The new species that are described and illustrated in the paper are Blakea eden, Blakea quinta, Blakea wilderi and Blakea yumi from Peru’s Department of Amazonas, Blakea pavida and Blakea rojasiae from the Departments of Amazonas and Cajamarca, and Blakea leoniae from the Departments of Amazonas and San Martin. Most of the new species have been documented in only three or four locations, and researchers found one (Blakea yumi) in only one location within a protected area. Many of the high-altitude cloud forests in which the species grow are under increasing threat of being cut down as agriculture and livestock operations encroach on unprotected natural areas.

These forests are known for their high levels of endemic species—that is, species that can be found nowhere else. Most of the forests where the new species are found are outside government parks and conservation areas, and they are all threatened. Cloud forests are especially important ecosystems because the headwaters of many rivers used for irrigation, drinking water, or other uses are found there.

Using the criteria of the International Union for Conservation of Nature, which maintains the Red List of the world’s threatened plant, fungal, and animal species, Dr. Michelangeli and his colleagues believe that Blakea pavida, Blakea quinta, and Blakea yumi should be recognized as Critically Endangered, meaning the species are at severe risk of going extinct in their wild habitats. The remaining four species should be considered Endangered, they say.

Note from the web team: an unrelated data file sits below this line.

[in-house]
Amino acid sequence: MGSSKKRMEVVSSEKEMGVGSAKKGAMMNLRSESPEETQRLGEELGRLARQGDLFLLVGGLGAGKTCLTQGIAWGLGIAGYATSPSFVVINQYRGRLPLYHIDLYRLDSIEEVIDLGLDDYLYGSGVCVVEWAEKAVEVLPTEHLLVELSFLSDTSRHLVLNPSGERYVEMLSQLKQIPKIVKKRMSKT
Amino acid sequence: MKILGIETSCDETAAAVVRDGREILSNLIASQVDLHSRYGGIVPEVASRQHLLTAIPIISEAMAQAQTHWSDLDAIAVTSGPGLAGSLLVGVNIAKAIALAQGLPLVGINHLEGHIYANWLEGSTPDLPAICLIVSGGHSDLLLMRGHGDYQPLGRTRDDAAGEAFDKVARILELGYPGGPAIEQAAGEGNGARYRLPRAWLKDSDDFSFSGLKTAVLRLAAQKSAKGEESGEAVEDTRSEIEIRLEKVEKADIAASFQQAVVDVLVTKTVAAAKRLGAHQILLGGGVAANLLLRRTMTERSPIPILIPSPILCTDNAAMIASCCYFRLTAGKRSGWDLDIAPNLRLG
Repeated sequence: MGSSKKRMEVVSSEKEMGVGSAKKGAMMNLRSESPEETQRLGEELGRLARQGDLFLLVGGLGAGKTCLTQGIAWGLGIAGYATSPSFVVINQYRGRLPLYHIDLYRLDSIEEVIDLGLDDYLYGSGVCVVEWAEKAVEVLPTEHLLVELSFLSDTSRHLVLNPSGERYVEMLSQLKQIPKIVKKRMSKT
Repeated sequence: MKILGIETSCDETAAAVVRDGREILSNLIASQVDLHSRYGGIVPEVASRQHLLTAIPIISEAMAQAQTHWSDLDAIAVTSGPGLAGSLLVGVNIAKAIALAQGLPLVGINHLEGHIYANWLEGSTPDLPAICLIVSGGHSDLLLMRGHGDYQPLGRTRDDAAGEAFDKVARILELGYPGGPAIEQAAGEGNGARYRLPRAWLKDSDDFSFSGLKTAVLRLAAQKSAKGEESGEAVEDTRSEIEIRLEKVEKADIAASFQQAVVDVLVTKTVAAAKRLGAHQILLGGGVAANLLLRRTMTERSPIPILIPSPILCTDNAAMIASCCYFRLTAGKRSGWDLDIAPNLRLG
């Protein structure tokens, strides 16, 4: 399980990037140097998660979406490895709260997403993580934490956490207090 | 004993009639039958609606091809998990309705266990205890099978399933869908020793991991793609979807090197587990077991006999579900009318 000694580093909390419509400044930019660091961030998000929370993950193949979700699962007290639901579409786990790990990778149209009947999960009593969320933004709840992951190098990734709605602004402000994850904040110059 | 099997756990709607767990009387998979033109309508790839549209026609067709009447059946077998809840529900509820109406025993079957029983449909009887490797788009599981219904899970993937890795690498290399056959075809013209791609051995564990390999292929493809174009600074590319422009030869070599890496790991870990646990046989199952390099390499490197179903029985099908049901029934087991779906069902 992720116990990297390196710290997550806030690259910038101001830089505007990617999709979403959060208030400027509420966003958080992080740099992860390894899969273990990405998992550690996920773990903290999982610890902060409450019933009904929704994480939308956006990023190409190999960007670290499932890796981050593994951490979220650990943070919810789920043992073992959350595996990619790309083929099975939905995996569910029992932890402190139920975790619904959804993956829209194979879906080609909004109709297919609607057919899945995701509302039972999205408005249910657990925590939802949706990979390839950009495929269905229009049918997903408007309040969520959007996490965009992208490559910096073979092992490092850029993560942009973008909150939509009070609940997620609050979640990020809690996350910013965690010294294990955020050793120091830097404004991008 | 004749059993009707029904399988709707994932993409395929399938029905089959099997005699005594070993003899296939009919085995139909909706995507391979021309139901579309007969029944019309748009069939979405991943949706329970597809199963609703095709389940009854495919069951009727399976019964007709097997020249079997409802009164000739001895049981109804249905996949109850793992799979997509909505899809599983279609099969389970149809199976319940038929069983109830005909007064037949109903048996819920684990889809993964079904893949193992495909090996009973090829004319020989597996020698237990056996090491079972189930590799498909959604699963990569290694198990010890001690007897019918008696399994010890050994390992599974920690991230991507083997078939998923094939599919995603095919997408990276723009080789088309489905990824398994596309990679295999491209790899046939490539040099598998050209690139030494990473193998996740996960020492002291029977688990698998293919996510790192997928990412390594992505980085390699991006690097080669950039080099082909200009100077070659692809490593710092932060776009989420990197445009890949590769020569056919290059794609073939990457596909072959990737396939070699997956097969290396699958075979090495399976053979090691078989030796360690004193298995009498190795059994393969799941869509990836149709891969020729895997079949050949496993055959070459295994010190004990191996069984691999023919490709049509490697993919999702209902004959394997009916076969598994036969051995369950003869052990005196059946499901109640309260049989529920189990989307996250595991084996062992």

The researchers used plants collected during field trips and dried, preserved herbarium specimens to distinguish new from existing species. As part of the research, Dr. Michelangeli, a leading authority on the Melastomataceae family, used the scanning electron microscope at NYBG’s Pfizer Plant Research Laboratory to study detailed aspects of plant specimens that allowed the researchers to further distinguish the species from close relatives.

In the paper, lead author Robin Fernandez-Hilario, a Ph.D. candidate at the Federal University of Paraná in Curitiba, Brazil, and co-authors note that in the last 30 years, a considerable number of new Melastomataceae species have been documented in Peru, but the genus Blakea has been underrepresented in these discoveries. Among the reasons they cite for this gap is the fact that Blakea species tend to be epiphytic plants—meaning they grow on other plants—that can be difficult to find in high canopy forests. Also, exploration and collection in highly diverse areas such as the Andean forests has been lacking.